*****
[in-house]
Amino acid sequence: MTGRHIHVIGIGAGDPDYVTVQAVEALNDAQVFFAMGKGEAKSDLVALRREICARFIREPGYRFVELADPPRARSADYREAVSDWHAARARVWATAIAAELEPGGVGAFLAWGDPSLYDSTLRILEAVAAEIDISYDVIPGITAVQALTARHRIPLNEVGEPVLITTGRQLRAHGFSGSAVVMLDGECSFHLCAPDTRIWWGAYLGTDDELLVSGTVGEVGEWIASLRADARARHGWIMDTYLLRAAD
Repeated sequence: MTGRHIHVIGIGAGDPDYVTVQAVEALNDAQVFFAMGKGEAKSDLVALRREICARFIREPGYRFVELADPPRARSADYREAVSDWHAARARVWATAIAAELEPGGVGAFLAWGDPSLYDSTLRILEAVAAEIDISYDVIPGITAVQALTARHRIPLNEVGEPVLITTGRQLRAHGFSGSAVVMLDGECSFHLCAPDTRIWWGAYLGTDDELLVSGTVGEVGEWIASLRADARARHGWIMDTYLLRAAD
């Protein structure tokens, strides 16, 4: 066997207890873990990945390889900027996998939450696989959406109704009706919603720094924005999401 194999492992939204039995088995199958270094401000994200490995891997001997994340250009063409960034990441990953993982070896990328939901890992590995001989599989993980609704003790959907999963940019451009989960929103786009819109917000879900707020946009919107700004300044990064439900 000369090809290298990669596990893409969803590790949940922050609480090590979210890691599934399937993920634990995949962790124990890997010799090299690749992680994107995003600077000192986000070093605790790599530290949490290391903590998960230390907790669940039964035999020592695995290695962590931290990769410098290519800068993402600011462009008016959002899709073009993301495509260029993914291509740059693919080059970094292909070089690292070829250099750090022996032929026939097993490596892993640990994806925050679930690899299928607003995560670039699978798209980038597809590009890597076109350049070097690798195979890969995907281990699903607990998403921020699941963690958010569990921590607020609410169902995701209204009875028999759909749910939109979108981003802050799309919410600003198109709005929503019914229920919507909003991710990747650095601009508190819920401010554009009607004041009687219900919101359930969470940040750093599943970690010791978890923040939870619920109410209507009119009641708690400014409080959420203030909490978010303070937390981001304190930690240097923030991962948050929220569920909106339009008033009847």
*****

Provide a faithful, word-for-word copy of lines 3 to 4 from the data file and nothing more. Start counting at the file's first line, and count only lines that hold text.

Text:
Repeated sequence: MTGRHIHVIGIGAGDPDYVTVQAVEALNDAQVFFAMGKGEAKSDLVALRREICARFIREPGYRFVELADPPRARSADYREAVSDWHAARARVWATAIAAELEPGGVGAFLAWGDPSLYDSTLRILEAVAAEIDISYDVIPGITAVQALTARHRIPLNEVGEPVLITTGRQLRAHGFSGSAVVMLDGECSFHLCAPDTRIWWGAYLGTDDELLVSGTVGEVGEWIASLRADARARHGWIMDTYLLRAAD
């Protein structure tokens, strides 16, 4: 066997207890873990990945390889900027996998939450696989959406109704009706919603720094924005999401 194999492992939204039995088995199958270094401000994200490995891997001997994340250009063409960034990441990953993982070896990328939901890992590995001989599989993980609704003790959907999963940019451009989960929103786009819109917000879900707020946009919107700004300044990064439900 000369090809290298990669596990893409969803590790949940922050609480090590979210890691599934399937993920634990995949962790124990890997010799090299690749992680994107995003600077000192986000070093605790790599530290949490290391903590998960230390907790669940039964035999020592695995290695962590931290990769410098290519800068993402600011462009008016959002899709073009993301495509260029993914291509740059693919080059970094292909070089690292070829250099750090022996032929026939097993490596892993640990994806925050679930690899299928607003995560670039699978798209980038597809590009890597076109350049070097690798195979890969995907281990699903607990998403921020699941963690958010569990921590607020609410169902995701209204009875028999759909749910939109979108981003802050799309919410600003198109709005929503019914229920919507909003991710990747650095601009508190819920401010554009009607004041009687219900919101359930969470940040750093599943970690010791978890923040939870619920109410209507009119009641708690400014409080959420203030909490978010303070937390981001304190930690240097923030991962948050929220569920909106339009008033009847």